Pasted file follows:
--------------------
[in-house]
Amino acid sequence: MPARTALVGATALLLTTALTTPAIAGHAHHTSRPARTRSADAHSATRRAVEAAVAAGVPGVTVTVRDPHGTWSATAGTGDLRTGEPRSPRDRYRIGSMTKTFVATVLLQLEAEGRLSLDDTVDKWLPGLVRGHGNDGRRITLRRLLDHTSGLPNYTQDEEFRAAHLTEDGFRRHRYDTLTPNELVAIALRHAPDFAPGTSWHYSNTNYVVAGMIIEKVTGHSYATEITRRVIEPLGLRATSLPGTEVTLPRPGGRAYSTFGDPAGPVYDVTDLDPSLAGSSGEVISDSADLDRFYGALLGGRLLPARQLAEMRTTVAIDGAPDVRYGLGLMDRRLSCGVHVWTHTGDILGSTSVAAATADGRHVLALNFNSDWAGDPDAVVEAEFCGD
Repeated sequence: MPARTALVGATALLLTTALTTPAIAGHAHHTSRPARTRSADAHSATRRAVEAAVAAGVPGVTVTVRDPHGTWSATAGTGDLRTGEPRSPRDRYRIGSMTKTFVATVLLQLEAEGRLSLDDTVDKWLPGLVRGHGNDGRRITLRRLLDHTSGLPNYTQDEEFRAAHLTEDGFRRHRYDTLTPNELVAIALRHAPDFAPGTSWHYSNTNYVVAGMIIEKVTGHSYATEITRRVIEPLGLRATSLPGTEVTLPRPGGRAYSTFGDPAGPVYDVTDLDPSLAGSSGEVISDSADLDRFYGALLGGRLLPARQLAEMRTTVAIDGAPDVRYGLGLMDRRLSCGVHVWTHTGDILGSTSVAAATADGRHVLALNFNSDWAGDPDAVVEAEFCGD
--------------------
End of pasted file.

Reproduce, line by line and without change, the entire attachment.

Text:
[in-house]
Amino acid sequence: MPARTALVGATALLLTTALTTPAIAGHAHHTSRPARTRSADAHSATRRAVEAAVAAGVPGVTVTVRDPHGTWSATAGTGDLRTGEPRSPRDRYRIGSMTKTFVATVLLQLEAEGRLSLDDTVDKWLPGLVRGHGNDGRRITLRRLLDHTSGLPNYTQDEEFRAAHLTEDGFRRHRYDTLTPNELVAIALRHAPDFAPGTSWHYSNTNYVVAGMIIEKVTGHSYATEITRRVIEPLGLRATSLPGTEVTLPRPGGRAYSTFGDPAGPVYDVTDLDPSLAGSSGEVISDSADLDRFYGALLGGRLLPARQLAEMRTTVAIDGAPDVRYGLGLMDRRLSCGVHVWTHTGDILGSTSVAAATADGRHVLALNFNSDWAGDPDAVVEAEFCGD
Repeated sequence: MPARTALVGATALLLTTALTTPAIAGHAHHTSRPARTRSADAHSATRRAVEAAVAAGVPGVTVTVRDPHGTWSATAGTGDLRTGEPRSPRDRYRIGSMTKTFVATVLLQLEAEGRLSLDDTVDKWLPGLVRGHGNDGRRITLRRLLDHTSGLPNYTQDEEFRAAHLTEDGFRRHRYDTLTPNELVAIALRHAPDFAPGTSWHYSNTNYVVAGMIIEKVTGHSYATEITRRVIEPLGLRATSLPGTEVTLPRPGGRAYSTFGDPAGPVYDVTDLDPSLAGSSGEVISDSADLDRFYGALLGGRLLPARQLAEMRTTVAIDGAPDVRYGLGLMDRRLSCGVHVWTHTGDILGSTSVAAATADGRHVLALNFNSDWAGDPDAVVEAEFCGD